<![CDATA[How do you measure a food banks success?]]>Mon, 30 Oct 2017 17:01:08 GMThttp://federalsafetynet.com/articles-on-poverty/how-do-you-measure-a-food-banks-successPicture
Can you measure a hospitals success by how much medicine they give out?   Can you measure the success of a police department by how many tickets are issued?    How about measuring a food banks success by how much food is distributed? 

Of course, the activity of an institution is important, but the positive impact on the people served is the success criteria.   We think that way with hospitals and police departments but not with food banks.   Most food banks don’t really get to know the people using them – they just measure their success by how much food they get and how much they hand out.   Too often it doesn’t seem to matter who gets the food, whether they are in need or not and whether the handout is a positive or negative influence on the individual’s life.  

Can you imagine a charity that handed out $100 bills to anyone who walked through the door and then was proud of how much money they gave away?     Could you then imagine them asking you to donate to their cause because there are more and more people coming to get money so the need must be great?    We would think that is absurd wouldn’t we?   But in the food bank world that is exactly what we often do, except instead of money we hand out food.  

Many food banks need to up their game – they need to get to know the people they serve and help them gain their financial independence.   Medicine helps the doctor achieve his goals – food banks should think of food in the same manner.   

<![CDATA[That stubborn 10%]]>Fri, 29 Sep 2017 11:43:32 GMThttp://federalsafetynet.com/articles-on-poverty/that-stubborn-10Picture
We have had two great years on the battle against poverty in the United States.   The poverty level dropped to 12.7% of the population in 2016, down from 14.8% just two years earlier in 2014.   That means there are six million fewer Americans in poverty.  Good news.   Could we get it even lower?
Perhaps we can beat the all-time low of 11.3% of the population in poverty, recorded in the year 2000.    The graph above shows the level of poverty compared to the unemployment rate.   Jobs are the best solution to poverty and in times of low unemployment poverty drops.   As shown on the graph, when the unemployment rate is low the poverty rate has dropped to below 12% of the population.   Perhaps we can break that level over the next couple of years if jobs stay strong.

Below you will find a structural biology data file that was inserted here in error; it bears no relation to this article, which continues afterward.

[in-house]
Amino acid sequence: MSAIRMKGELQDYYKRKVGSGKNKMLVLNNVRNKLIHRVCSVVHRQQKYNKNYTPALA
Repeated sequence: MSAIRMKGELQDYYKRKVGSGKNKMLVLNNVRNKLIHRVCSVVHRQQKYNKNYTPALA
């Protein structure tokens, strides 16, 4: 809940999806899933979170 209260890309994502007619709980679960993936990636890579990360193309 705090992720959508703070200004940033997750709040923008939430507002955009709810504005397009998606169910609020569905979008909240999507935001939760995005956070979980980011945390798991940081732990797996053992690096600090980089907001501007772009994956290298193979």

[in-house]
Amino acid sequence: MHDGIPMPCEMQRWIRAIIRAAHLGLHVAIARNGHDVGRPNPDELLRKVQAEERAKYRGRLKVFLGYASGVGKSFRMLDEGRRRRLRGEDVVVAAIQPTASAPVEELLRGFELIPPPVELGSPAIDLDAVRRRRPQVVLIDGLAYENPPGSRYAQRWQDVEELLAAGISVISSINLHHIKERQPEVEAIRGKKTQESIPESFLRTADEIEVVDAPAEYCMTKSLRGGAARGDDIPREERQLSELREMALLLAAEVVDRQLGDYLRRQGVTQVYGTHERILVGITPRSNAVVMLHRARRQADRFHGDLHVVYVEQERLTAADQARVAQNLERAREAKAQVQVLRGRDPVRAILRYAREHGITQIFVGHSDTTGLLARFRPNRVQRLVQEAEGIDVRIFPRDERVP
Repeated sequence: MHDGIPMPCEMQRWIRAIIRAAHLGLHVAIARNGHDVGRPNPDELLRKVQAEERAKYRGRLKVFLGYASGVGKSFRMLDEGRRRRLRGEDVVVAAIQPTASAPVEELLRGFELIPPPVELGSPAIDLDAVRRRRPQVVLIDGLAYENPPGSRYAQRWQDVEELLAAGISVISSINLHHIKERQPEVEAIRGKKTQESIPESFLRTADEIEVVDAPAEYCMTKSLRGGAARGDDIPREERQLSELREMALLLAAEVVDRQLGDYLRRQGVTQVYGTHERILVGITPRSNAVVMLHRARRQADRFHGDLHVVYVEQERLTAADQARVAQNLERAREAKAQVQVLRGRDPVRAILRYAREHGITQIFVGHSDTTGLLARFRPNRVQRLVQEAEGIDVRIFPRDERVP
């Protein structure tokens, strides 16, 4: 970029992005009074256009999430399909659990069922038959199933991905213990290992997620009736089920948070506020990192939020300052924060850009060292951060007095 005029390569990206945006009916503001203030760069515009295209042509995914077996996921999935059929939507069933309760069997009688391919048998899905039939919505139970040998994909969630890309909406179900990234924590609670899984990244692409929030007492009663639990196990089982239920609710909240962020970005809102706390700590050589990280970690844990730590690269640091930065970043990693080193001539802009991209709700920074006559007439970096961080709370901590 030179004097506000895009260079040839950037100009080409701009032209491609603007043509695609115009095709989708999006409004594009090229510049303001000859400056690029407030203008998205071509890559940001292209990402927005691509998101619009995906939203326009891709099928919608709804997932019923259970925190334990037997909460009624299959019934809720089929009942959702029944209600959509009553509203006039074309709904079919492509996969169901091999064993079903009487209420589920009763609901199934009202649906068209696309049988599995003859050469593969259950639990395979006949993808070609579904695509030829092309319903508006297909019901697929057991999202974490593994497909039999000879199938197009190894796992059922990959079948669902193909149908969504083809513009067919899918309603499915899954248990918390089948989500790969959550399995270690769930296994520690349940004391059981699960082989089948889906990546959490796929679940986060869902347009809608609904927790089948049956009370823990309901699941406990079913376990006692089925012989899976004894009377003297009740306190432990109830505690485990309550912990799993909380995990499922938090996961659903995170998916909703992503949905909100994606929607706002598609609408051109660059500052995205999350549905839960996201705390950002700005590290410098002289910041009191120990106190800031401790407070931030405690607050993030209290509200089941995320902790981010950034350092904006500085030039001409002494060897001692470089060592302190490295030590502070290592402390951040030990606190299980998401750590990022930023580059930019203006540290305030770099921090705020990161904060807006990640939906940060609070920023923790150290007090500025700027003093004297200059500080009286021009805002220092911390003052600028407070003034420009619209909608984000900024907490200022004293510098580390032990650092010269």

I wonder what it would take to get the poverty level in the U.S. to drop below 10% - that stubborn 10%.   I hate to think that no matter the economic health of the nation we will always have over 10% of the population in poverty.   As shown on the poverty statistics page the level of poverty for those that are working full time is just 2% - so we have to get more people working.  We are going to have to change our approach to fighting poverty.   We are going to have to get stronger in preparing those in poverty to be able to access jobs in a good economy through education and job skills.    Unless we solve that problem we seem to have a poverty floor of at least 10% of the population.   I’m just not willing to accept that anymore – how about you?                

<![CDATA[Our Miserable 21st Century]]>Wed, 30 Aug 2017 12:42:20 GMThttp://federalsafetynet.com/articles-on-poverty/our-miserable-21st-centuryPictureNicholas Eberstadt
I ran across a most amazing article entitled Our Miserable 21st Century.   It was written by Nicholas Eberstadt and include in Commentary Magazine in February 2017.   The article accumulates some chilling statistics regarding labor-force dropouts, opioid addiction and felony convictions.   Here are some quotes from the article: